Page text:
But this week, Nike dropped its contract with Peterson in the wake of the child abuse charges. (I will leave you to sort out Nike taking a stand against child abuse, given its labor history.) And the comparatively strongest statement on Peterson and Rice, at least among other major NFL sponsors, seems to have come from a beer company. In the light of the Rice case and the Vikings' deactivation (and reinstatement and deactivation) of Peterson, Anheuser-Busch issued a statement expressing its apparent concern. "We are disappointed and increasingly concerned by the recent incidents that have overshadowed this NFL season," a corporate representative said in a statement. "We are not yet satisfied with the league's handling of behaviors that so clearly go against our own company culture and moral code. We have shared our concerns and expectations with the league."

While months of sustained outrage from activists and fans were largely ignored by the NFL, the beverage giant's concerns were addressed immediately. "We understand. We are taking action and there will be much more to come," said NFL spokesman Brian McCarthy.

This is a familiar pattern. The money says jump, and the response is, "How high?" But while the corporate actions that have been taken are no doubt driven by the same cynical forces that drove the NFL to drop Rice and temporarily bench Hardy and Peterson -- namely, egregiously bad publicity -- they may be able to level the kind of blunt impact that will make the NFL, say, force Goodell to resign. Or Harbaugh, or Vikings owner Zygi Wilf or [insert gross millionaire here]. Which makes them kind of useful in this whole matter of bringing the NFL to account, even while the companies themselves remain terrible.

It's long been clear that the NFL is (to quote writer Jessica Luther's astute phrasing) a "soulless behemoth of a money-making machine," but it's also possible that other soulless behemoths of money-making machines, if public pressure remains strong and direct about its objectives, could be the thing to bring it down.

Steve Almond, who wrote "Against Football," believes the NFL will only change if fans turn away. He makes a persuasive point. "The NFL is a huge and hugely profitable corporation," he told me last month. "Regardless of what we're talking about, violence against women, attitudes about drugs, their extortion of cities -- that's all power that we gave them. Don't like it? Then turn away from it. Don't give it your money."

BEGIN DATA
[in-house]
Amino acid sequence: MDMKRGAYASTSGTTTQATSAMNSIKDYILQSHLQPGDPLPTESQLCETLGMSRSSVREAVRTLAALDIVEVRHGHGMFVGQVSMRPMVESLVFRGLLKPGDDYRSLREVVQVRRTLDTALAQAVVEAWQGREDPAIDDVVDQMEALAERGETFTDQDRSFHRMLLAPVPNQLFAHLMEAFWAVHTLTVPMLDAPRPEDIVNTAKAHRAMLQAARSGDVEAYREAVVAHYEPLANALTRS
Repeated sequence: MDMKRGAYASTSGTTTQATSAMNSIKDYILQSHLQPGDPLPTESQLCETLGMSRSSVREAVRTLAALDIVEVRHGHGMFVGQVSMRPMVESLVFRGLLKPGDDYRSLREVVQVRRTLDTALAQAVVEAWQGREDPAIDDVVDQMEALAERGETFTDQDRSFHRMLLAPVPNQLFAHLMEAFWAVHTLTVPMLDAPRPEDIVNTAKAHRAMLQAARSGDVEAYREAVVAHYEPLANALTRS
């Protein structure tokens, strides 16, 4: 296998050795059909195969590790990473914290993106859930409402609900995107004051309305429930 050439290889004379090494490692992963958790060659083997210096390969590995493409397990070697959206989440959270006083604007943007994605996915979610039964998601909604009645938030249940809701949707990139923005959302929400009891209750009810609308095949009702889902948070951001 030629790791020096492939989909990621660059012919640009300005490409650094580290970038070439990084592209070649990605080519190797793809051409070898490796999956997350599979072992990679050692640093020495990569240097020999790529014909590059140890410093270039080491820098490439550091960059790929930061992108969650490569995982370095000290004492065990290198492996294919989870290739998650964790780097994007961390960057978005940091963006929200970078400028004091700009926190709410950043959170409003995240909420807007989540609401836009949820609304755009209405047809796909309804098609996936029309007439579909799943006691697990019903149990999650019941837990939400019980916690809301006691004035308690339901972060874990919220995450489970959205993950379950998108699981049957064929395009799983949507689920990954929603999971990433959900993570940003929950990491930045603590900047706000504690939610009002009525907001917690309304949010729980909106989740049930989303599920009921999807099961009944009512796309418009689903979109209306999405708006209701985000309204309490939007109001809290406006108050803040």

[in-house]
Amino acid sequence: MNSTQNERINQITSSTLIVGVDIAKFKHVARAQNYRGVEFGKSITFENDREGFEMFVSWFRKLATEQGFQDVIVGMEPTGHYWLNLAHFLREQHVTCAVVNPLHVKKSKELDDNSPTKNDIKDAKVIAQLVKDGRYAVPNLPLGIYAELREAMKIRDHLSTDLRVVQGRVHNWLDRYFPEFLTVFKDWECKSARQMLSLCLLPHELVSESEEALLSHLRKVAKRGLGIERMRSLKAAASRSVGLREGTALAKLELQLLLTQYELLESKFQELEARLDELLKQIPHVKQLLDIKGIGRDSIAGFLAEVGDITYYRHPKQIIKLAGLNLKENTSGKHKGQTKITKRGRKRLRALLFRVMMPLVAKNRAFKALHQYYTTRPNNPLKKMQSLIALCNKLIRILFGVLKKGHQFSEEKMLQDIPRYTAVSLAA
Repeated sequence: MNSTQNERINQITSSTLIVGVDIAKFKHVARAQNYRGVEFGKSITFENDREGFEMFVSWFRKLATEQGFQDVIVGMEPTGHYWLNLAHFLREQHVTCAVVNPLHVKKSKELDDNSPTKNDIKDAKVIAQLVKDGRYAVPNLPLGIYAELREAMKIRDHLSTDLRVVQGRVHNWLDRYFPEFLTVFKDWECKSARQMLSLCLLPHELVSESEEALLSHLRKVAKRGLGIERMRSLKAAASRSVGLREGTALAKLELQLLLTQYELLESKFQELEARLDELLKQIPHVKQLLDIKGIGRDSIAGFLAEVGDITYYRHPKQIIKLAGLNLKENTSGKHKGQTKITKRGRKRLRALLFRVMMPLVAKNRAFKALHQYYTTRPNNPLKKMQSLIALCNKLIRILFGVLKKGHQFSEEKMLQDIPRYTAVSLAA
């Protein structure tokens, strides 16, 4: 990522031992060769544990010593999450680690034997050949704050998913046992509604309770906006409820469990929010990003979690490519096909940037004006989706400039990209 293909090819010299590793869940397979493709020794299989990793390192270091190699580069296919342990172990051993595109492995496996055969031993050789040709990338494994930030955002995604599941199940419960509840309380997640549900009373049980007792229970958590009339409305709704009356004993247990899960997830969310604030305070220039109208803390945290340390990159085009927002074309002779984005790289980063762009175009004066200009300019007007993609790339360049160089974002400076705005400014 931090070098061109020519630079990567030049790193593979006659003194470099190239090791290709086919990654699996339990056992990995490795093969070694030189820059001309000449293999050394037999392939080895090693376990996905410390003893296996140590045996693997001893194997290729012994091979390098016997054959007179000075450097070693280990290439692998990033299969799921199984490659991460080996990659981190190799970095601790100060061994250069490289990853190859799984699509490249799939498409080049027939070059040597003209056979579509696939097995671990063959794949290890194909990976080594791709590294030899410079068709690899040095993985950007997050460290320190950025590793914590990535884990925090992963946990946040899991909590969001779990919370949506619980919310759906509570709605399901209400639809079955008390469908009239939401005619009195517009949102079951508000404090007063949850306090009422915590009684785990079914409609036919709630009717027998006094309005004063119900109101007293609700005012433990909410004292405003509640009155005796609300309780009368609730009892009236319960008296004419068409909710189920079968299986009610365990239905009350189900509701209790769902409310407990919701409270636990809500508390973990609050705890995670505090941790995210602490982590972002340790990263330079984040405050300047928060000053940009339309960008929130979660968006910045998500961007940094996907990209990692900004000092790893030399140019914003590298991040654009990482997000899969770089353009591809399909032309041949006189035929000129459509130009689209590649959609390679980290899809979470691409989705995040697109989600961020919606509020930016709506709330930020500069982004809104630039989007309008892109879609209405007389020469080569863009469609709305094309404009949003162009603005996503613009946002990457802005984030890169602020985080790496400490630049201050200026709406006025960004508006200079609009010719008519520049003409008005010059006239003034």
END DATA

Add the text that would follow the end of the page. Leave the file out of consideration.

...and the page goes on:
But the corporate shaming of another corporation may be the closest we'll come to change, short of fully opting out. If pressure from the public keeps this ugly enough that advertisers go further than issuing statements of disappointment and actually turn away, we might just see the kinds of structural reforms that offer some measure of reform at the NFL. (Like, say, bringing more women into leadership positions. Since the NFL's diversity report was dismal again this year on the issue of gender.) But that won't happen unless consumers force the issue, and it seems like now is the time to do it. Until then, the NFL will be content to remove players to appease a public hungry for accountability while the rot in their C-suites continues to fester.

It's fighting big money with big money. It's an uncomfortable fight, to put corporations that routinely act against the public interest in the role, however superficially, of social justice actors. And it's a limited fight, since the sins of the NFL extend far beyond what we're seeing play out right now. But, however flawed, it seems like the fight we have before us.

By Katie McDonough

Katie McDonough is Salon's politics writer, focusing on gender, sexuality and reproductive justice. Follow her on Twitter @kmcdonovgh or email her at